La Chaux-de-Fonds, Switzerland
La Chaux-de-Fonds, Switzerland

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Toscas J.I.,Instituto Oncologico Teknon | Linero D.,Instituto Oncologico Teknon | Rubio I.,Instituto Oncologico Teknon | Hidalgo A.,Servei de Radiodiagnstic | And 6 more authors.
Radiotherapy and Oncology | Year: 2010

Purpose: To assess the potential dosimetric advantages and drawbacks of photon beams (modulated or not), electron beams (EB), and protons as a boost for the tumor bed in deep-seated early-stage breast cancer. Material and methods: Planning CTs of 14 women with deep-seated tumors (i.e., ≥4 cm depth) were selected. The clinical target volume (CTV) was defined as the area of architectural distortion surrounded by surgical clips. The planning treatment volume (PTV) was the CTV plus 1 cm margin. A dose of 16 Gy in 2 Gy fractions was prescribed. Organs at risk (OARs) were heart, lungs, breasts, and a 5-mm thick skin segment on the breast surface. Dose-volume metrics were defined to quantify the quality of concurrent treatment plans assessing target coverage and sparing of OAR. The following treatment techniques were assessed: photon beams with either static 3D-conformal, dynamic arc (DCA), static gantry intensity-modulated beams (IMRT), or RapidArc (RA); a single conformal EB; and intensity-modulated proton beams (IMPT). The goal for this planning effort was to cover 100% of the CTV with ≥95% of the prescribed dose and to minimize the volume inside the CTV receiving >107% of the dose. Results: All techniques but DCA and EB achieved the planning objective for the CTV with an inhomogeneity ranging from 2% to 11%. RA showed the best conformity, EB the worst. Contra-lateral breast and lung were spared by all techniques with mean doses <0.5 Gy (zero for protons). The ipsi-lateral lung received a mean dose <10% of that prescribed with photon beams and <2% with IMPT, increasing to 17% with EB. The heart, in left-sided breast tumors, received also the highest dose with EB. The skin was best protected with RA with a mean dose of 5.4 Gy and V15Gy = 2.4%. Conclusions: Boosting the tumor bed in early-stage breast cancer with optimized photon or proton beams may be preferred to EB especially for deep-seated targets. The marked OAR (i.e., ipsi-lateral breast, lung, heart, and skin surface) dose-sparing effect may allow for a potential long-term toxicity risk reduction and better cosmesis. DCA or RA may also be considered alternative treatment options for patients eligible for accelerated partial breast irradiation trials. © 2010 Elsevier Ireland Ltd. All rights reserved.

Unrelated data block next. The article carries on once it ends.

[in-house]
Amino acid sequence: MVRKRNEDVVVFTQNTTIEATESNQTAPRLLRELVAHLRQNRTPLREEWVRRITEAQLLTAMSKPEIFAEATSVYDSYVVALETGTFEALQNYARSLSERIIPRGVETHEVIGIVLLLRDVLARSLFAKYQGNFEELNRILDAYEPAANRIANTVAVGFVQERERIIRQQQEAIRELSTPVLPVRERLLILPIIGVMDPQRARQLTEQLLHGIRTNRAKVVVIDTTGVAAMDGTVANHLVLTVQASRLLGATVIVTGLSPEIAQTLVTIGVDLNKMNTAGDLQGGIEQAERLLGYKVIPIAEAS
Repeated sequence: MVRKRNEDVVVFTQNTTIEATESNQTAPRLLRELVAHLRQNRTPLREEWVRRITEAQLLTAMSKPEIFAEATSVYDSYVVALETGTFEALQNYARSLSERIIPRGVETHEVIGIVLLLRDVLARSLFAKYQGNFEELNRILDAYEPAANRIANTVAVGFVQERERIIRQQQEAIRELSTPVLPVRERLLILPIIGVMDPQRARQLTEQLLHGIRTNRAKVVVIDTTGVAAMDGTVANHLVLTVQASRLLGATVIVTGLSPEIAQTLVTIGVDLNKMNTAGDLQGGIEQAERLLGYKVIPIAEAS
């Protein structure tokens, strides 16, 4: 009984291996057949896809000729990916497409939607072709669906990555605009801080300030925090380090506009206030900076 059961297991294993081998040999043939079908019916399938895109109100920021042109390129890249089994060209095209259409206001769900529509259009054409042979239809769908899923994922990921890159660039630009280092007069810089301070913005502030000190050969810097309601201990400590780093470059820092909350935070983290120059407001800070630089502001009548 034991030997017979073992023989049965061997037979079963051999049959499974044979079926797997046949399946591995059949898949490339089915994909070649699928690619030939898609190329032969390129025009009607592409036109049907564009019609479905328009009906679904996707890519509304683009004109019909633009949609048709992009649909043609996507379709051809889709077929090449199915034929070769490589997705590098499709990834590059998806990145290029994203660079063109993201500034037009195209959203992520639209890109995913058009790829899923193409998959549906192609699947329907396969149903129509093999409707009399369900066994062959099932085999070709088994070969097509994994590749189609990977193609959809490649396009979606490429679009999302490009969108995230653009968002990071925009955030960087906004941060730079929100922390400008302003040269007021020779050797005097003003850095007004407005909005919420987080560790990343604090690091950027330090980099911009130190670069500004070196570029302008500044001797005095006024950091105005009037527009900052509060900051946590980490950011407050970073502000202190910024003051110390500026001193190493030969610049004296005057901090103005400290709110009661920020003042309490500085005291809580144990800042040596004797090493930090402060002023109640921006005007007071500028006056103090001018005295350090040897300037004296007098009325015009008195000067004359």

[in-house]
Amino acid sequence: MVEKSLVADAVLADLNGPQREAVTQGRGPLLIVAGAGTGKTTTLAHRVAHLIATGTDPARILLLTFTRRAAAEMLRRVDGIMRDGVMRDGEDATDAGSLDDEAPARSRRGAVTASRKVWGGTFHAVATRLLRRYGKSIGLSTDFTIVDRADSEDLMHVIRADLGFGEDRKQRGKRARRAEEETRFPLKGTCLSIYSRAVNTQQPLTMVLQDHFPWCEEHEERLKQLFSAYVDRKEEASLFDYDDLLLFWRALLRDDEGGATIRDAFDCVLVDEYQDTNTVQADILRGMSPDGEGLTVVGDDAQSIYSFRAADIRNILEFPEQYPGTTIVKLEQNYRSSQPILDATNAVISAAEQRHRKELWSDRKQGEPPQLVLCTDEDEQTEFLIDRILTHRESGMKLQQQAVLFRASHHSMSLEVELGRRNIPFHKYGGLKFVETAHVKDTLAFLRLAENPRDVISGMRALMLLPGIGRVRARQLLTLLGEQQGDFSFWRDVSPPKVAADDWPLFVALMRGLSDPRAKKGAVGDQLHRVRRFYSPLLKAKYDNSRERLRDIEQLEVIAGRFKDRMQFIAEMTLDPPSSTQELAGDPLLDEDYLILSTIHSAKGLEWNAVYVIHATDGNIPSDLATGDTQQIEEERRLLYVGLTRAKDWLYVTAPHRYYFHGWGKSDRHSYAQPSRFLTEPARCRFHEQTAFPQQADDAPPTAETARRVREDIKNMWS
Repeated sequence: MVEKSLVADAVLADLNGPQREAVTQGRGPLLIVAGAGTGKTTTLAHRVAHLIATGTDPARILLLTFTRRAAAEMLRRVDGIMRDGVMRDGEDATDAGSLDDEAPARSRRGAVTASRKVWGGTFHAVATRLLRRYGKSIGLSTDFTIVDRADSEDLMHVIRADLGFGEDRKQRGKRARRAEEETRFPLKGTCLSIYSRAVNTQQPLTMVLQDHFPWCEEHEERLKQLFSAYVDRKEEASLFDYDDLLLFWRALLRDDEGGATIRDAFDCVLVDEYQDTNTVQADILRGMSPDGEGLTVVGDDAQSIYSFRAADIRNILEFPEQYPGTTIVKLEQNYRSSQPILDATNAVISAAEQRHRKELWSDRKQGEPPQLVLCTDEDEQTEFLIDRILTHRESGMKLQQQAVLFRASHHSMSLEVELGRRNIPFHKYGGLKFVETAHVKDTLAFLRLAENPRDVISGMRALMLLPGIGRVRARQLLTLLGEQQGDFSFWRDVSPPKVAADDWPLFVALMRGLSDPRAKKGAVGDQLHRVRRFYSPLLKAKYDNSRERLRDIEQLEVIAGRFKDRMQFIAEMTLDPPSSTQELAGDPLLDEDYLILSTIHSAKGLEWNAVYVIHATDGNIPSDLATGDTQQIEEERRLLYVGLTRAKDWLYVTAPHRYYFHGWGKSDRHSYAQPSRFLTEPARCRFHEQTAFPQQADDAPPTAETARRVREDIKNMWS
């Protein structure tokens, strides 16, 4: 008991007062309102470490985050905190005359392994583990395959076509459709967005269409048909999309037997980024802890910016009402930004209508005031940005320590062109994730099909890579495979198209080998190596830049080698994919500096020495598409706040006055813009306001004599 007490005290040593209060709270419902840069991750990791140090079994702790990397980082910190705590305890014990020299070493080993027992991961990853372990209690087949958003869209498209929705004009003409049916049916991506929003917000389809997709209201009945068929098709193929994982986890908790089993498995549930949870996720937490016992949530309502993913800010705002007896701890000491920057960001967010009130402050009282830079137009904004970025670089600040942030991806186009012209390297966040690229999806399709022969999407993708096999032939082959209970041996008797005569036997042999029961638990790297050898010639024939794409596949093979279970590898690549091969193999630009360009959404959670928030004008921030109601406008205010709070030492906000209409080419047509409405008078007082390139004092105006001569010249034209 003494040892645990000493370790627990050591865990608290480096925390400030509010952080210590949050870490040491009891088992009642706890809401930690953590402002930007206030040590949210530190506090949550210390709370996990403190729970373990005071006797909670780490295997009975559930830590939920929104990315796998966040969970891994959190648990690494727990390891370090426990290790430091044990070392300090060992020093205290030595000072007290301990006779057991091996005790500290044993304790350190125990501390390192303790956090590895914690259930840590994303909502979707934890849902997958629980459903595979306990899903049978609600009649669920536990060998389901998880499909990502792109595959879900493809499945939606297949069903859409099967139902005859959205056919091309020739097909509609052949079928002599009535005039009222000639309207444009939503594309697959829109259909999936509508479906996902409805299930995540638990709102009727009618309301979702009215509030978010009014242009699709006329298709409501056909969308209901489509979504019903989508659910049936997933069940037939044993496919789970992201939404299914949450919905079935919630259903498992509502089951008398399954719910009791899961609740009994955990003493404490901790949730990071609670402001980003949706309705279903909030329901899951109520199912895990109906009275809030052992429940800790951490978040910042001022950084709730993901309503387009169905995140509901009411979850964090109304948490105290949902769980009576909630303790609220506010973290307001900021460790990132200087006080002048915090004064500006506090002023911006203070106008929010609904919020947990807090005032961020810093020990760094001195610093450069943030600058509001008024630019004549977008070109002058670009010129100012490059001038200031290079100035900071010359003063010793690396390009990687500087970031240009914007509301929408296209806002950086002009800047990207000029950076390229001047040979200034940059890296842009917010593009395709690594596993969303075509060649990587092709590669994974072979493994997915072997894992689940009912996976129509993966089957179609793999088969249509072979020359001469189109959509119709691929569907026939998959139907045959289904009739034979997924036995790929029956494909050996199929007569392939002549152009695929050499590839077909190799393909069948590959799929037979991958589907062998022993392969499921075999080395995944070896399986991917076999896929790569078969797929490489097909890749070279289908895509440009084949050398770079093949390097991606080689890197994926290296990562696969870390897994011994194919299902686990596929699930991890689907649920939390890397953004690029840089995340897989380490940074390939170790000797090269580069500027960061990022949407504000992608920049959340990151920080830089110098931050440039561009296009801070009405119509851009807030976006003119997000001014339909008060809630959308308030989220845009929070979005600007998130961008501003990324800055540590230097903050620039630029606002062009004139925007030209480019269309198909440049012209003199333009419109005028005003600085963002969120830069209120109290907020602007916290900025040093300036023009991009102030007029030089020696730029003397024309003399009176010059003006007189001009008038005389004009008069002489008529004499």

Guittier M.-J.,University of Applied Sciences and Arts Northwestern Switzerland | Guittier M.-J.,Hopitaux Universitaires Of Genve | Othenin-Girard V.,University of Applied Sciences and Arts Northwestern Switzerland
Gynecologie Obstetrique Fertilite | Year: 2012